Disney’s tradition of taking and adapting famous fables and tales continues with Frozen, their version of The Snow Queen. In the land of Arendelle, young Princess Elsa (Idina Menzel) has the elemental power to make and control snow and ice. While playing with her sister Anna (Kristen Bell), she accidently injures her and in a desperate attempt to protect them both the King and Queen separate them and lock the doors to the Palace for good. Years later after the unfortunate death of their parents, Elsa comes of age and the doors are finally opened for her coronation, but her secret is revealed and unable to control her emotions causes a permanent winter of the kingdom before fleeing into the mountains. Anna, concerned for her sister leaves her love Prince Hans (Santino Fontana) and joins Ice salesmen Kristoff (Jonathan Groff) in a quest to go find her.
Ticking all the prerequisite boxes, Frozen is a return to familiar stomping ground for Disney. There’s Princess’ and Princes, with kingdoms, humourous side characters and a comedic sidekick, in this case the show-stealing snowman Olaf (Josh Gad). What is surprising is the narrative strokes, where the Mouse House appear to be branching out and trying new things. There are some beautiful subversion of tropes from the classic films, including a couple of twists that work really well.
Frozen is also a proper musical, with the same structure as a musical theatre show. The music is written by Robert Lopez and Kristen Anderson-Lopez, whose previous work includes the shows Avenue Q and The Book of Mormon. While Idina Menzel is one of the biggest names on the stage. It is clear that Disney wanted to bring the magic of the stage to life on the screen and it in general they succeed.
The story suffers from inconsistency and uneven pacing. When it is funny or when you get a good song, Frozen soars to the heights of the classics, the song ˜Let It Go’ for instance is as good as anything from Disney’s glittering past. Despite this positives there are too many dead periods in terms of action and comedy and some of the songs are forced and instantly forgettable. There’s also a lack of a memorable antagonist for a large portion of the film, which leaves a lot of the story to focus on the relationship between the sisters.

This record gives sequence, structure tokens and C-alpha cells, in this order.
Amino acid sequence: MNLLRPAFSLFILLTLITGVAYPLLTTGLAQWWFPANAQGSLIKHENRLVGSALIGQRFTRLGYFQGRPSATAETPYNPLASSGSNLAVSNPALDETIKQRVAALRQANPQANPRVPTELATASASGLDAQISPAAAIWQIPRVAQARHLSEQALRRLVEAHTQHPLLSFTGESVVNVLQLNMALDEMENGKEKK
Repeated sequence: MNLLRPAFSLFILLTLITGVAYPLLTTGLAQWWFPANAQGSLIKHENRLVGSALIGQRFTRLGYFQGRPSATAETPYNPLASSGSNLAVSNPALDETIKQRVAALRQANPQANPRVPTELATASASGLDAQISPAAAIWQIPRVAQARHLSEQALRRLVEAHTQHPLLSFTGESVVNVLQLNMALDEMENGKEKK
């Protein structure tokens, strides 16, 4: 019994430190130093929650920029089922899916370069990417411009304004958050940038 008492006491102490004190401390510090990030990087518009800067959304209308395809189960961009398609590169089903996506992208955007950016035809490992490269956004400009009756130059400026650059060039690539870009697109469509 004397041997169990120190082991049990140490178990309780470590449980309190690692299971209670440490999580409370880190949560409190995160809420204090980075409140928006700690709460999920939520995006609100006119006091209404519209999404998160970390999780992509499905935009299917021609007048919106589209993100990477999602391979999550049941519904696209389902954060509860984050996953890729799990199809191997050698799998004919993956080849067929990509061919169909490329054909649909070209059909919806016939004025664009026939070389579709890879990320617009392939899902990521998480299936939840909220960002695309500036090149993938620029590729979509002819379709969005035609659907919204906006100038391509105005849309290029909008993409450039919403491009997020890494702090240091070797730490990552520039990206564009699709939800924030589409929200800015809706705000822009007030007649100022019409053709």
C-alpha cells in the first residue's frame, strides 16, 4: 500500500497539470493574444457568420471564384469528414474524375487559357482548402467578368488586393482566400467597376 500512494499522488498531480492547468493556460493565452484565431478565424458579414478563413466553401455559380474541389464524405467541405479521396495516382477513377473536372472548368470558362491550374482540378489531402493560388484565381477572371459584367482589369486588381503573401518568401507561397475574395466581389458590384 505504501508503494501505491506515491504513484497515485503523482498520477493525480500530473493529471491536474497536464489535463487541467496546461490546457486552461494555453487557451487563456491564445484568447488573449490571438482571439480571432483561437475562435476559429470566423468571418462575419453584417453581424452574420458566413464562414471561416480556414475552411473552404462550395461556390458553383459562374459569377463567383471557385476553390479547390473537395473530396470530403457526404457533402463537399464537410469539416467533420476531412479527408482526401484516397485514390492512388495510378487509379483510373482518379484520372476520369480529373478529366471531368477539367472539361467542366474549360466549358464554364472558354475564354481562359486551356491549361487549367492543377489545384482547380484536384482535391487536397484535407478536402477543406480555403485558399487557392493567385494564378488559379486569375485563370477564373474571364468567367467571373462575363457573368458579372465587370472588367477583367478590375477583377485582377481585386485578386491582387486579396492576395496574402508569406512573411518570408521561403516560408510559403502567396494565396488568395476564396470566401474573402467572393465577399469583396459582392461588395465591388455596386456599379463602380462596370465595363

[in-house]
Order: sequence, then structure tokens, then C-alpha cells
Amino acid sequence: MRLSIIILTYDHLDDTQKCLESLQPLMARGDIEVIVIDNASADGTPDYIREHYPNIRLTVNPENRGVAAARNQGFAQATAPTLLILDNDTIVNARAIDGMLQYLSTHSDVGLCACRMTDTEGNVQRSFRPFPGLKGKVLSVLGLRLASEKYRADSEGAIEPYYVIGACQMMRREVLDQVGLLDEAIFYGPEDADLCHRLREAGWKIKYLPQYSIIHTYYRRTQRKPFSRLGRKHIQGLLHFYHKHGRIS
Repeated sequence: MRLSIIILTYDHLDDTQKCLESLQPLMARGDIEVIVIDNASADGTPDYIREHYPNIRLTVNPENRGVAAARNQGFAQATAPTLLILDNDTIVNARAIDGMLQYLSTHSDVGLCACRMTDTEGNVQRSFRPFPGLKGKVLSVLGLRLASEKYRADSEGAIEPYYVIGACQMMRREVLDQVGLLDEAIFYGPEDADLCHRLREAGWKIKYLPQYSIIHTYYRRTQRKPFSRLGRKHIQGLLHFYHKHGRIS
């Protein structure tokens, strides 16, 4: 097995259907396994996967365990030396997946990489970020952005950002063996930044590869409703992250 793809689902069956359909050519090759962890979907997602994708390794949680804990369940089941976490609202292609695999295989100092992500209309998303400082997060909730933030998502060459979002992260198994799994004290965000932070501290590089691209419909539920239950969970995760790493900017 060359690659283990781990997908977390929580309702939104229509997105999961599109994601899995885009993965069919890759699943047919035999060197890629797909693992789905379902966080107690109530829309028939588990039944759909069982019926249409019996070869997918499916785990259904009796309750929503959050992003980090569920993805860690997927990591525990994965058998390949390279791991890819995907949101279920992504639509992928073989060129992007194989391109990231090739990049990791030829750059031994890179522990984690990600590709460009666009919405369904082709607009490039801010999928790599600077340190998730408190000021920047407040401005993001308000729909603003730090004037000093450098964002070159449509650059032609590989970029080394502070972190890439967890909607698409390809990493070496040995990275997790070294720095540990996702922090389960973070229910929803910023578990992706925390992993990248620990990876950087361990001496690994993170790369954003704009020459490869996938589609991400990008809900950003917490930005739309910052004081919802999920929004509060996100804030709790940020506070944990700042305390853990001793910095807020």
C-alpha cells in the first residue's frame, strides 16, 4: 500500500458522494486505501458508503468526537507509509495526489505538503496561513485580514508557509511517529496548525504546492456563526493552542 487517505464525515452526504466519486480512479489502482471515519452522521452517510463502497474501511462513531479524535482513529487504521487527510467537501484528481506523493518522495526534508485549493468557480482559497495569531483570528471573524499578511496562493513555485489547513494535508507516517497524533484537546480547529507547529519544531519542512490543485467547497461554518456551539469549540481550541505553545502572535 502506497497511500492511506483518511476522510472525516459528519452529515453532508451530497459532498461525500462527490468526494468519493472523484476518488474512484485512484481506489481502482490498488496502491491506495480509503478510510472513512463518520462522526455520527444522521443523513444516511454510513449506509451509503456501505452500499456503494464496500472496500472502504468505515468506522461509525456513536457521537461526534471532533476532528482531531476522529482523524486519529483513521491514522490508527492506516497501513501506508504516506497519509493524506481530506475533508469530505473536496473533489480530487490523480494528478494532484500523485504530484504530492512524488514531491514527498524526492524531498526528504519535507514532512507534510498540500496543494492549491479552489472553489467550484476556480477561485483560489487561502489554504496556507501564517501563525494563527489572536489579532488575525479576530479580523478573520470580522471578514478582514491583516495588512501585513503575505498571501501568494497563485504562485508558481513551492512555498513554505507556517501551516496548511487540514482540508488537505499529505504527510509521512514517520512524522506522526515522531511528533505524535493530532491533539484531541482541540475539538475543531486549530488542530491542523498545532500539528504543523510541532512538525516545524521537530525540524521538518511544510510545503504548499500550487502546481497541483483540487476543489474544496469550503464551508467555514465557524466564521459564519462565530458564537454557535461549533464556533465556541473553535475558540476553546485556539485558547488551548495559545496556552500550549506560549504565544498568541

This is an admirable attempt to put an all female relationship front and centre, but all the best lines still go to the male characters and the animation of the Princesses shows them with stick-thin wastes and eyes as big as their fists. Obviously having learnt their lesson from later attempts to ˜sexy up’ Merida from Brave, these two princesses have the hourglass figure from the start. Despite this somewhat uncomfortable portrayal of women, the voice actors Idina Menzel and Kristen Bell are superb and bring depth and pathos to the two at the heart of the tale.
In the world of animation Disney are still very much the king and Frozen is a worthy addition to their canon. Uneven and far from perfect it’s still better than a lot of marquee releases in the field and in Olaf they have once again created a hilarious and memorable classic character, while the song ˜Let It Go’ is a bonafide classic in the making. Kids will love it and parents will have plenty to keep them amused, it’s just a shame it doesn’t have that final emotional punch to raise it up to the heady heights of classic territory.